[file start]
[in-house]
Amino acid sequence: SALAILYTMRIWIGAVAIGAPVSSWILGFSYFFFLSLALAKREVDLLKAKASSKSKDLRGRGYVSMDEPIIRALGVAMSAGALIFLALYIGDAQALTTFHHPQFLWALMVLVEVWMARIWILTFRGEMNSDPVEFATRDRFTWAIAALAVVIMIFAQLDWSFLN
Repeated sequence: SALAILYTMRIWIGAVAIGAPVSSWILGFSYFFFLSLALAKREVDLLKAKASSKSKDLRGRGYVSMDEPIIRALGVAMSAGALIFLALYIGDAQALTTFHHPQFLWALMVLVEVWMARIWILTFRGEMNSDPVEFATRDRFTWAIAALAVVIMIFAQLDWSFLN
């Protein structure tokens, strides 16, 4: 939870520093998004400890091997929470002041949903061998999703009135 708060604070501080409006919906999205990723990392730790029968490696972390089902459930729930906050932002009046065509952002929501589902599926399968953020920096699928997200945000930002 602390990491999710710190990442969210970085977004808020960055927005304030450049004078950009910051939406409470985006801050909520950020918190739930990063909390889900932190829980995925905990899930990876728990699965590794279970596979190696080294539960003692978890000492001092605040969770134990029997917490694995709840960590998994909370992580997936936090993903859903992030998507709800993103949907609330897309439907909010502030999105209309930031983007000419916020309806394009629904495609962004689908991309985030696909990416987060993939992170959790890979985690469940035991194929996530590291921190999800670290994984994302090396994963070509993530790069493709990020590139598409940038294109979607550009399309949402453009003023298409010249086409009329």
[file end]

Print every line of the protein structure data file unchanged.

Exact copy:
[in-house]
Amino acid sequence: SALAILYTMRIWIGAVAIGAPVSSWILGFSYFFFLSLALAKREVDLLKAKASSKSKDLRGRGYVSMDEPIIRALGVAMSAGALIFLALYIGDAQALTTFHHPQFLWALMVLVEVWMARIWILTFRGEMNSDPVEFATRDRFTWAIAALAVVIMIFAQLDWSFLN
Repeated sequence: SALAILYTMRIWIGAVAIGAPVSSWILGFSYFFFLSLALAKREVDLLKAKASSKSKDLRGRGYVSMDEPIIRALGVAMSAGALIFLALYIGDAQALTTFHHPQFLWALMVLVEVWMARIWILTFRGEMNSDPVEFATRDRFTWAIAALAVVIMIFAQLDWSFLN
């Protein structure tokens, strides 16, 4: 939870520093998004400890091997929470002041949903061998999703009135 708060604070501080409006919906999205990723990392730790029968490696972390089902459930729930906050932002009046065509952002929501589902599926399968953020920096699928997200945000930002 602390990491999710710190990442969210970085977004808020960055927005304030450049004078950009910051939406409470985006801050909520950020918190739930990063909390889900932190829980995925905990899930990876728990699965590794279970596979190696080294539960003692978890000492001092605040969770134990029997917490694995709840960590998994909370992580997936936090993903859903992030998507709800993103949907609330897309439907909010502030999105209309930031983007000419916020309806394009629904495609962004689908991309985030696909990416987060993939992170959790890979985690469940035991194929996530590291921190999800670290994984994302090396994963070509993530790069493709990020590139598409940038294109979607550009399309949402453009003023298409010249086409009329």